Scientists at Tokyo Tech are hopeful about the fight against global warming because of a novel photocatalyst. The photocatalyst is made from abundant elements and requires no post-synthesis treatment or modifications.

Fossil fuel burning causes the release of carbon dioxide into the atmosphere. CO 2 reduction technologies can be used to convert CO 2 into useful chemicals such as CO and HCOOH. Plants use sunlight to conduct photosynthesis and photocatalytic CO 2 reduction systems use visible or ultraviolet light to reduce CO 2 Scientists have reported a lot of photocatalysts based on metal-organic frameworks. Most of them require complex post-synthesis treatment and modifications.

A research team from Japan found a way to overcome these challenges. A new type of photocatalyst for CO 2 reduction based on a CP containing lead-sulfur was developed by a team of professors. Unlike any other known photocatalyst, the novel KGF-9 has an infinite (-Pb-S-) n structure.

A low surface area is what KGF-9 has. It achieved a great photo reduction performance despite this. Under visible-light irradiation, KGF-9 showed an apparent quantum yield of 2.5% and a selectivity of over 99%. Prof. Maeda points out that these values are the highest yet reported for a precious metal-free, single-component photocatalyst-driven reduction of CO 2. The work could shed light on the potential of nonporousCPs as building units for photocatalytic CO 2 conversion systems.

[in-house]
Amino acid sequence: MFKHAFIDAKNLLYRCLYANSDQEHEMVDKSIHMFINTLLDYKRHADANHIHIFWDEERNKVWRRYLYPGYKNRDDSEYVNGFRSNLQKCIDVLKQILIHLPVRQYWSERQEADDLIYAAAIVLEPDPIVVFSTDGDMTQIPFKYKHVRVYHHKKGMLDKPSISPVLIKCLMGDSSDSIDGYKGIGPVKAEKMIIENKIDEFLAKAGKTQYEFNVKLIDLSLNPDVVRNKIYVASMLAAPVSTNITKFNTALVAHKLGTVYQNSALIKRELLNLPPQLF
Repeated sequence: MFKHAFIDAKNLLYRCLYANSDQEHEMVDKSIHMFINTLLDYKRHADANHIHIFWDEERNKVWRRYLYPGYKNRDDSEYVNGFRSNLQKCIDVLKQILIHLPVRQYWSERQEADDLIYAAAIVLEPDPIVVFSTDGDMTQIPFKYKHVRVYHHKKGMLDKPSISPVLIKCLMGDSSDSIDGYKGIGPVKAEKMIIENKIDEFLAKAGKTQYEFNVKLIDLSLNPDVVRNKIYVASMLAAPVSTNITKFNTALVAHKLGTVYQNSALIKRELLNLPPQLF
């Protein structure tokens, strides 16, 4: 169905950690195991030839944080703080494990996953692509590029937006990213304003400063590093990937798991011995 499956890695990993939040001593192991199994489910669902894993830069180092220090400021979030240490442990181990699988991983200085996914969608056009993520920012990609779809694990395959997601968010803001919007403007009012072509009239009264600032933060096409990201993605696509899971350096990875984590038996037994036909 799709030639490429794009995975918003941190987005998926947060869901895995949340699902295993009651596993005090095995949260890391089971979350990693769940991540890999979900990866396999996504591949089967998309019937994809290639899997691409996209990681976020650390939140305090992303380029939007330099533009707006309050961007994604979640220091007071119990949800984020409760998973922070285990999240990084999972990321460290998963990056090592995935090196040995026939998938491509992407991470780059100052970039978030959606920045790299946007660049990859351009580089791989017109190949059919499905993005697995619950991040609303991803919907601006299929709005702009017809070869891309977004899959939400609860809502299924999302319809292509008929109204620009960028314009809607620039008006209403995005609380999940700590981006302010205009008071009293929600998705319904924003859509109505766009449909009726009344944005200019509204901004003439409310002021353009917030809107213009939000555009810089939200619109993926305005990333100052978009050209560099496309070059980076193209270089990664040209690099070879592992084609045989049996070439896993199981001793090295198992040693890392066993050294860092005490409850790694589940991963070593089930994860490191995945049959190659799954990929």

Compared to other photocatalysts, KGF-9 is simpler to synthesise and use. KGF-9 does not need a cocatalyst since the active Pb sites are already installed on its surface. No other post-synthesis modifications are required to operate under visible light illumination.

New strategies to increase the surface area of KGF-9 are being explored by Tokyo Tech. There is a good chance that KGF-9 will pave the way to a more economically feasible CO 2 reduction. A new class of inexpensive photocatalysts for CO 2 reduction consisting of earth-abundant elements is the conclusion of the research team.

We hope more research will give us an advantage in the fight against climate change.

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  1. Yoshinobu Kamakura, Shuhei Yasuda, Naoki Hosokawa, Shunta Nishioka, Sawa Hongo, Toshiyuki Yokoi, Daisuke Tanaka, Kazuhiko Maeda. Selective CO2-to-Formate Conversion Driven by Visible Light over a Precious-Metal-Free Nonporous Coordination Polymer. ACS Catalysis, 2022; 12 (16): 10172 DOI: 10.1021/acscatal.2c02177